If you ever decide to shoot a vampire movie on the Moon, you'll probably want to head for the Carpathian Mountains. This range of old, low mountains forms the southern border of a plain of volcanic rock known as Mare Imbrium -- the Sea of Showers.
Like all mountain ranges on the Moon, the Carpathians take their name from a mountain range here on Earth. The Earthly Carpathians slice across eastern Europe, through the Romanian province of Transylvania. They were the site of both the fictional "Dracula" and his real-life inspiration, Vlad the Impaler.
While the Carpathians on Earth are fairly young, those on the Moon are quite old. They were formed by the same event that created Mare Imbrium.
Almost four billion years ago, an asteroid as big as a city slammed into the Moon, gouging a crater -- the Imbrium Basin. The Carpathians formed part of the crater's rim. The basin filled with molten lava, which cooled to form the plain known as Mare Imbrium. Many of the mountains around Mare Imbrium are big and rugged. One of the Apollo missions touched down in these mountains. The Carpathians aren't quite as impressive. But they separate Imbrium from another large volcanic plain. And they're near an intriguing region of the Moon that shows signs of more recent volcanic activity. The region suggests that, like vampires, the Moon may not be fully dead.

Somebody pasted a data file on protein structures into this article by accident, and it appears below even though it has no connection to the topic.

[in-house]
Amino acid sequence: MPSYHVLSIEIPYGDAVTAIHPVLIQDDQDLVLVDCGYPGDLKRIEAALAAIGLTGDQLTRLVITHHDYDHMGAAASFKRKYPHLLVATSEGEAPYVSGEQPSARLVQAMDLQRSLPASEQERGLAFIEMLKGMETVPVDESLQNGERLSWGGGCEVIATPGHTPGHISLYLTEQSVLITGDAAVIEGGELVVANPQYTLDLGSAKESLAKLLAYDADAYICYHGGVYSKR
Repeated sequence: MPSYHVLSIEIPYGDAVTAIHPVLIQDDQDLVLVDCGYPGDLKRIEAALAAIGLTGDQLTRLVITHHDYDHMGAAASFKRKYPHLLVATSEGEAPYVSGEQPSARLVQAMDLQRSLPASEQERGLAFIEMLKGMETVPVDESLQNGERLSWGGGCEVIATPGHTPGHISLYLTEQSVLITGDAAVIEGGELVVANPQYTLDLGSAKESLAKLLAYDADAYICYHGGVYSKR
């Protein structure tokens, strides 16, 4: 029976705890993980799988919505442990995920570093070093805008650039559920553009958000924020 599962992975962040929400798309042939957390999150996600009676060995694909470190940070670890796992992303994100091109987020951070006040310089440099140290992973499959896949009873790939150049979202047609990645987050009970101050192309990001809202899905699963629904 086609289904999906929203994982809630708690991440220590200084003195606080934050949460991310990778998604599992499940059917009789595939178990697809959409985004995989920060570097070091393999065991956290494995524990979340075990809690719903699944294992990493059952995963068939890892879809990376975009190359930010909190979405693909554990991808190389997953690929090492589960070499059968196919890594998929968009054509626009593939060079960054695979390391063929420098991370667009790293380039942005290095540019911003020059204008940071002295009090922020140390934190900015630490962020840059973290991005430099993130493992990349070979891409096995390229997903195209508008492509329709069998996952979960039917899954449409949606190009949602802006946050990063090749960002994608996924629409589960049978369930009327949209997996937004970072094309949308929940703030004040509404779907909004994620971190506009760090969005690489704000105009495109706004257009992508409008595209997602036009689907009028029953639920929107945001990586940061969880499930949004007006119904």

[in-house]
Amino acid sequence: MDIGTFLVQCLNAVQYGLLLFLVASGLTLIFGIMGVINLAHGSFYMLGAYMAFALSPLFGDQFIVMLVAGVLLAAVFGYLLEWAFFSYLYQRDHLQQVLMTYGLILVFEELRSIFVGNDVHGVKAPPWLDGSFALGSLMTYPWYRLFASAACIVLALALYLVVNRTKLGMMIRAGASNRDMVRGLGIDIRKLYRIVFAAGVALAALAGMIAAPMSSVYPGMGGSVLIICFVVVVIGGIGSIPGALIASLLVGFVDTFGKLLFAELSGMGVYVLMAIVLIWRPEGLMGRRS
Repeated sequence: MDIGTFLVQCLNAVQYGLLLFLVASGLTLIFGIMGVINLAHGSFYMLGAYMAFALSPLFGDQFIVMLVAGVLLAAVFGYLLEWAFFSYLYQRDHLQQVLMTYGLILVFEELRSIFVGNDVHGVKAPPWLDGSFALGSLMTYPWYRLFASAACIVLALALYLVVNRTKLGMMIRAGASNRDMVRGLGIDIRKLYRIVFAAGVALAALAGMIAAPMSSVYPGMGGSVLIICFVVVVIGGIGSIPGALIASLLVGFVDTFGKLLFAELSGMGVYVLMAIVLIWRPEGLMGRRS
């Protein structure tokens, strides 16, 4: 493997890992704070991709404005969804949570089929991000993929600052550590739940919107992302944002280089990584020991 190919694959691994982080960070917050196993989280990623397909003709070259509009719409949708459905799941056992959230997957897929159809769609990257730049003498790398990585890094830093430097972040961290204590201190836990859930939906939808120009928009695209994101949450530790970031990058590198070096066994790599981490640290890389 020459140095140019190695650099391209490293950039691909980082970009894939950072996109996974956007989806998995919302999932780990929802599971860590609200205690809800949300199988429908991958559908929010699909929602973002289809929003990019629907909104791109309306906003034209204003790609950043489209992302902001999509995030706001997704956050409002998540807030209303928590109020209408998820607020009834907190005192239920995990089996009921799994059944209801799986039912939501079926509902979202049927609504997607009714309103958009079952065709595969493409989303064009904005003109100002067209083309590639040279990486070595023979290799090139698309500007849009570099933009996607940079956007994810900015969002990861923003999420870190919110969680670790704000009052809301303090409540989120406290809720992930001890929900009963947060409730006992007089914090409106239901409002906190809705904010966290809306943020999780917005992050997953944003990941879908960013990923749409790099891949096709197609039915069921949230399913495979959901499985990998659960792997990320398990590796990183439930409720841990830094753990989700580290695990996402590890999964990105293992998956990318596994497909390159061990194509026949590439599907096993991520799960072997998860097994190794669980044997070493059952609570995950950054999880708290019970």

Script by Damond Benningfield, Copyright 2004, 2007
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